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Rabbit Rhythm #043--You get to diagnose a rabbit's failure to eat, plus book update
December 05, 2013

Rabbit Rhythms of December

When Rabbits are Pests:
Rabbit Control is Essential
to the Survival of Earnscleugh Station, NZ

"If it were not for rabbiters, the Campbell family would not still be on Earnscleugh Station." So starts a tale about raising sheep and cattle on the south island of New Zealand.

At one point, the huge ranch was nothing but dirt, with nearly every bush and blade of grass eaten to the soil line by untold numbers of feral domestic rabbits. These rabbits had multiplied over many years from the few that had been released unadvisedly in the 1800’s.

Rabbiters are individuals that hunt feral rabbits for a living. At one point, the station employed 32 of them. Within 5 months, they eliminated 250,000 rabbits.

The ranch’s rabbit problems returned in the 1980’s, once the rabbits wised up to the various extermination methods.

"From the mid-1980s to the mid-1990s, the future of the vast Central Otago high country property hung in the balance. Plagued by rabbits, they were in "serious strife" and it was an "absolute nightmare," the ranch’s owner, Alistair Campbell, explained to 300 people attending a recent field day at the ranch.

Earnscleugh Station ranch in NZ
Imagine 250,000+ rabbits covering these hills!
Photo Credit: Earnscleugh Station, NZ

Learn more about Earnscleugh Station and the essential role of rabbiters:

Today the ranch permanently employs several rabbiters whose job is not to eradicate but to control the feral rabbit population.

The native and exotic grasses have since returned and the ranch can once again sustainably support both cattle and sheep on terrain well-suited to livestock.

Rabbit Raising Problem Solver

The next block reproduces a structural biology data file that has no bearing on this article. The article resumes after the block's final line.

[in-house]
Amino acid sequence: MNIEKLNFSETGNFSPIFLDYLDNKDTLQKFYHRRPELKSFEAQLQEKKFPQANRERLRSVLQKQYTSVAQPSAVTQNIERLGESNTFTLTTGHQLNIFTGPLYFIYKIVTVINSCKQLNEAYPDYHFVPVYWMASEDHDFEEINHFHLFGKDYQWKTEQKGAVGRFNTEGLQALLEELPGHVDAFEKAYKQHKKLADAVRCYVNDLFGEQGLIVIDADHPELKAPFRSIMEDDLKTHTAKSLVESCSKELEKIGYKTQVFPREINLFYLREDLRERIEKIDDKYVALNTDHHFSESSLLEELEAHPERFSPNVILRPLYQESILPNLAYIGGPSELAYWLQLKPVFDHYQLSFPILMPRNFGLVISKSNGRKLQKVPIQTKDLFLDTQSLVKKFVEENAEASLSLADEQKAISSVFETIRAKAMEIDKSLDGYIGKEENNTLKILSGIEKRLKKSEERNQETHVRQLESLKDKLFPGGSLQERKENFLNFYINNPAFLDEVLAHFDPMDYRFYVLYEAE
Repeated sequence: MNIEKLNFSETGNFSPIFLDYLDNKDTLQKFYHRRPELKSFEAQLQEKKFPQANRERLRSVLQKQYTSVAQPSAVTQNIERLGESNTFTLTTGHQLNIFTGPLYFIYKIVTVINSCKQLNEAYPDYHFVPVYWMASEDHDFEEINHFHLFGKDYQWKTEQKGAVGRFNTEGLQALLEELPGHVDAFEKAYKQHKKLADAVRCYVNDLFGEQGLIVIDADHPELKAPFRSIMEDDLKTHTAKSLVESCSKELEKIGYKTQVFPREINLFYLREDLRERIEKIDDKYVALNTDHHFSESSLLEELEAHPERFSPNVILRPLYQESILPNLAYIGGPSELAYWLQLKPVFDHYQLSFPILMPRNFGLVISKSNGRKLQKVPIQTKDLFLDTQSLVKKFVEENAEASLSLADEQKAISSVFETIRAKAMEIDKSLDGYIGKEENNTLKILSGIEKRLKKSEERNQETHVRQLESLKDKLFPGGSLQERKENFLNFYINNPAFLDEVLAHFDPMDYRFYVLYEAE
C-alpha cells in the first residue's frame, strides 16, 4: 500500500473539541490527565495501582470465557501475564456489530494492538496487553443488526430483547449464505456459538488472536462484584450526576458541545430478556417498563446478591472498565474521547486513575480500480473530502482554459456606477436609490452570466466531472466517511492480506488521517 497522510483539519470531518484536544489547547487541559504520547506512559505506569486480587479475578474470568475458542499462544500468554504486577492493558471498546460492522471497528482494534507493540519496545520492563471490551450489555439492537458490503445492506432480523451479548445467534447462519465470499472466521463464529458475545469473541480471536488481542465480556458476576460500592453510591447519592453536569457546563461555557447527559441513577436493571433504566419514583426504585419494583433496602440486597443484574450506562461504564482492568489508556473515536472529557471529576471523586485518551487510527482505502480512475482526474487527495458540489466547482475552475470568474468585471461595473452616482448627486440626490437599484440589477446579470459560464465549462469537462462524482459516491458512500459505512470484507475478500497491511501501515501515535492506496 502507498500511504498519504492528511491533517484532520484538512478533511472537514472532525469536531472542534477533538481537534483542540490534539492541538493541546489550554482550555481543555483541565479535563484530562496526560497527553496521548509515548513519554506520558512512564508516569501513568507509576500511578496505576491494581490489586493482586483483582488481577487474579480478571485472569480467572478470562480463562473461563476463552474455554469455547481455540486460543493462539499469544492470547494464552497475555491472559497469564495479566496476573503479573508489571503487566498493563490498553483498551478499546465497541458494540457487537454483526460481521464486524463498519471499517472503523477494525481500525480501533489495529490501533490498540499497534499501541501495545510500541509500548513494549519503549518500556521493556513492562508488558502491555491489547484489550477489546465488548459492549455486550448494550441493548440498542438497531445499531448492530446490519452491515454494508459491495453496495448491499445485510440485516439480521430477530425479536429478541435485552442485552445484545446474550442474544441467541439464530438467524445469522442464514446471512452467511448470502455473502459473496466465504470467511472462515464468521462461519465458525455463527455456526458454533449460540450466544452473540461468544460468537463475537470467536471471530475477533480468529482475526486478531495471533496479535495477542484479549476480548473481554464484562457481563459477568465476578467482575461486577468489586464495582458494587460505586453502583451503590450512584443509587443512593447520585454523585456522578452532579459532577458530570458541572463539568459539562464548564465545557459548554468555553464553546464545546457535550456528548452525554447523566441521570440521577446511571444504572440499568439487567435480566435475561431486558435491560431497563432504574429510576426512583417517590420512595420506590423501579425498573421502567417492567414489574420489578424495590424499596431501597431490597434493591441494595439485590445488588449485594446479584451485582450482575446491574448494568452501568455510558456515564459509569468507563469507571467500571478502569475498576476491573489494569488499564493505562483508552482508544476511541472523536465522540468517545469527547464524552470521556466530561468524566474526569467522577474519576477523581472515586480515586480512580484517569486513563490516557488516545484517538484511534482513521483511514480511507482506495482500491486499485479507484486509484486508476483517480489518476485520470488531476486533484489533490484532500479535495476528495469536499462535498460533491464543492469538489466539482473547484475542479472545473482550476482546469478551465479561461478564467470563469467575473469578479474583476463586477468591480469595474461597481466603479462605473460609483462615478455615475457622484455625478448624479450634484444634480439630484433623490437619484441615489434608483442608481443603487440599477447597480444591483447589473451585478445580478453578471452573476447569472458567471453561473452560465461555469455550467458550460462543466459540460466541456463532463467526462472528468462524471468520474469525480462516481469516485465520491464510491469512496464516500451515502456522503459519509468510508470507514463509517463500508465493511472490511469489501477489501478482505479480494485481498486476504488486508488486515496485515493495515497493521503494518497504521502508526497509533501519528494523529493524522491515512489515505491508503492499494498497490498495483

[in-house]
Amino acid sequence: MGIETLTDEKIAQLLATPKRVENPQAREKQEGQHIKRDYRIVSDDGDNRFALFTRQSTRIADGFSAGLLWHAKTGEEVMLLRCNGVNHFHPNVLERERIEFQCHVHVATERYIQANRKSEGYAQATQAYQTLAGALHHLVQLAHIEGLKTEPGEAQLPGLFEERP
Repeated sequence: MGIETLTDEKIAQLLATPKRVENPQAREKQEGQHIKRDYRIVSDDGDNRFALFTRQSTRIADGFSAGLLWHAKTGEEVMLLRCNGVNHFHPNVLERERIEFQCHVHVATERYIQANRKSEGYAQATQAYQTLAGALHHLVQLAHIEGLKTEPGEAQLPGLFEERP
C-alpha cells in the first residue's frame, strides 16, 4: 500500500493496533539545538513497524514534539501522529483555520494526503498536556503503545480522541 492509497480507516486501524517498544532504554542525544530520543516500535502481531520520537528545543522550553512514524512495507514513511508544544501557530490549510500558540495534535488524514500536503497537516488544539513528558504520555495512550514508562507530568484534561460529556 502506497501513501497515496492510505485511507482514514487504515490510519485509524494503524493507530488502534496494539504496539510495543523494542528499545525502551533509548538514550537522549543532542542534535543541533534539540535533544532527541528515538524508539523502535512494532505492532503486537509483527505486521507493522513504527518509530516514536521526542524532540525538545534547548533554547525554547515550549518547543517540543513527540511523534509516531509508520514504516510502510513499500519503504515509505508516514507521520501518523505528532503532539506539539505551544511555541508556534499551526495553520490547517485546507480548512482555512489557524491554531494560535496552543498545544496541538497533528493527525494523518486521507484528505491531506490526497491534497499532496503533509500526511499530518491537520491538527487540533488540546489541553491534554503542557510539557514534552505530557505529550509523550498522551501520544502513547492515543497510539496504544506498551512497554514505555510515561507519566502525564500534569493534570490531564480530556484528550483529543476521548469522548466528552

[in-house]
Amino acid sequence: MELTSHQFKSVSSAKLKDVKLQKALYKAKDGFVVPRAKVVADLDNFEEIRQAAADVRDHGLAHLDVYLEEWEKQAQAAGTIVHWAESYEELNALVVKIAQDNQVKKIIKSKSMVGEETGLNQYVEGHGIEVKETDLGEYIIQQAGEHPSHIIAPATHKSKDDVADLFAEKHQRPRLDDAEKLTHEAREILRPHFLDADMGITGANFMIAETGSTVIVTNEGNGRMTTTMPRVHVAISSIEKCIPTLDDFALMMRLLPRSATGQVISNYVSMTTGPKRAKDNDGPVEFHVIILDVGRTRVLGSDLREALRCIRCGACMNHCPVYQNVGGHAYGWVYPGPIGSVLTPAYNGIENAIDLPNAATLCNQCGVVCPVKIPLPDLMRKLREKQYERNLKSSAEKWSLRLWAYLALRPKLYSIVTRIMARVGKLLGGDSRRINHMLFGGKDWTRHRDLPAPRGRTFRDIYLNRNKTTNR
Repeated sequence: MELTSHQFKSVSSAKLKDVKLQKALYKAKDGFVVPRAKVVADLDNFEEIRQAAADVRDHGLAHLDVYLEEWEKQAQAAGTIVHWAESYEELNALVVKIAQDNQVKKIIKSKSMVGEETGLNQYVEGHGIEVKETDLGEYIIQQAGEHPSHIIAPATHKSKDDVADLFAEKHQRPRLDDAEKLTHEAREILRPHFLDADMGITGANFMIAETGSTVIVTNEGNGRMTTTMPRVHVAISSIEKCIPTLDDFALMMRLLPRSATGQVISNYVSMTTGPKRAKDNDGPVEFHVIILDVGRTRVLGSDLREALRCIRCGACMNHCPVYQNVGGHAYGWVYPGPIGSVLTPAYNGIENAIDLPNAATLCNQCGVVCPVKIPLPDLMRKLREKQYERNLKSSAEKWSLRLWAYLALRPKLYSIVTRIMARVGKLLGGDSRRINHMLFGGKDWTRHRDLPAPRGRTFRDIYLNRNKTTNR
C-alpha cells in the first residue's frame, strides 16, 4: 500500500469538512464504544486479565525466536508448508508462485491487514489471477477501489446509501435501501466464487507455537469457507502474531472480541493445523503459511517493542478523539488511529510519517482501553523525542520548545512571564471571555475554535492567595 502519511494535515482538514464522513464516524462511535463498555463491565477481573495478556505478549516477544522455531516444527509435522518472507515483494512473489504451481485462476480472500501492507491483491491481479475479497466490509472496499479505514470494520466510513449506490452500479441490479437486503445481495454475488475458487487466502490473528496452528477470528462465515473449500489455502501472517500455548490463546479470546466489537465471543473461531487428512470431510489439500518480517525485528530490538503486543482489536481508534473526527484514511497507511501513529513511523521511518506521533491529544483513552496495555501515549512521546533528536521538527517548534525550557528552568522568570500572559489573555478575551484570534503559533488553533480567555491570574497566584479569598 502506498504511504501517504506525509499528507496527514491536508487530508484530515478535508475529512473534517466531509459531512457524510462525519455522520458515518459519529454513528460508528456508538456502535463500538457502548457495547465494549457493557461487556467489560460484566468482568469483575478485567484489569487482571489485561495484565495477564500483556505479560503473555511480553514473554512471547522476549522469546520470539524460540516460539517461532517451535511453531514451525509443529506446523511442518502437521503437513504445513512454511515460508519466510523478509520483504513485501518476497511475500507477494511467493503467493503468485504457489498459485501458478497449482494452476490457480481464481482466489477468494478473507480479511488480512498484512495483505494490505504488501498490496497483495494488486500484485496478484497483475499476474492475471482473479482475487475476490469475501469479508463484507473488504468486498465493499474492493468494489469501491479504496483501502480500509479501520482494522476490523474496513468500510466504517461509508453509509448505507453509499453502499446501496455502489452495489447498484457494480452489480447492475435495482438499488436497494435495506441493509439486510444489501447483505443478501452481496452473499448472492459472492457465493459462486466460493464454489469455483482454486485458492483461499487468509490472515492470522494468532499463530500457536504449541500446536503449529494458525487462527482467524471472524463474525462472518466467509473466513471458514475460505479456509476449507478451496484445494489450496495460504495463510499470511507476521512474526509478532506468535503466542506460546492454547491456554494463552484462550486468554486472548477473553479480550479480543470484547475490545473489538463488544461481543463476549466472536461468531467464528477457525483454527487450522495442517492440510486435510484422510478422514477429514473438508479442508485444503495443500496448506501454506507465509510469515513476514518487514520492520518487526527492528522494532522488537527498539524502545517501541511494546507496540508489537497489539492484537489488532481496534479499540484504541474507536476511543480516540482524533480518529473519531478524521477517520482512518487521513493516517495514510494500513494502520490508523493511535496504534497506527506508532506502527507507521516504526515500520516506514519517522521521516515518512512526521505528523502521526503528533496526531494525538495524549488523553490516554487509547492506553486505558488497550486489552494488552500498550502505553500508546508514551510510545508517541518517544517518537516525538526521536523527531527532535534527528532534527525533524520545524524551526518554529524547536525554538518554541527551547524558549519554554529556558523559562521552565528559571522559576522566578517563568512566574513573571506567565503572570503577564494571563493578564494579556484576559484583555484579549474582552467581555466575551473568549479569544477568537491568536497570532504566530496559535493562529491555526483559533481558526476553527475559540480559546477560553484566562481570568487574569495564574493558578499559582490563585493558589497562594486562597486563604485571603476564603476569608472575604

Just a quick update:
Rabbit Raising Problem Solver is nearing the end of the editing process, and will soon enter "production. The ETA for publishing is mid-April, 2014. Yay!

Rabbit Raising Problem Solver is intended to completely familiarize the rabbit breeder and owner with all aspects of rabbit care, "from the cradle to the rainbow." And while it is also intended to help us understand and treat the majority of common rabbit diseases and conditions, it is not at all meant to replace your veterinarian. And indeed, you’ll need him or her for a variety of treatments.

I hope you will find the book as essential as I think it is. And indeed, I’m already resorting to the still-unpublished manuscript because all the info is right there!

Want to be one of the first to obtain a copy? Simply contact us and request us to put your name and email address on our waiting list.


We heard from Fae, a wildlife rehabber in Michigan, recently, and posted some of her comments at World of Raising Rabbits.

Pictured: Brighty, a 2-3 week old successfully rehabbed cottontail.

Additionally, this amazing person is also looking for a female domestic rabbit in an agouti color, one that looks like a cottontail. This doe will serve as a source for cecotropes, and possibly provide some surrogate mothering for young rescued cottontails.


Do you happen to live in or near Michigan and do you have such a rabbit available for sale? Let me know...

Healthy Rabbits

Time for a pop quiz!

What’s Wrong With This Rabbit?

  • 3-year-old female pet Netherland Dwarf rabbit
  • Stopped eating pellets 3 weeks ago.
  • Has recently stopped drinking.
  • This rabbit doesn’t like to eat hay
  • Giving grape Gatorade failed to coax the rabbit to eat, whereas the last time the rabbit went off her feed the Gatorade worked beautifully to perk the rabbit back up.

This is all the info I know about this rabbit. Can you help the rabbit owner "diagnose and treat" her rabbit??

Go to the Raising-Rabbits Facebook Fan page to share your best guess as to the rabbit’s problem and the solution(s)! (You'll soon find some excellent tips there as well, should you be having problems with rabbits not eating or drinking...)

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Your friends at wish you a wonderful and blessed Christmas this December 2013.

Enjoy your rabbits!

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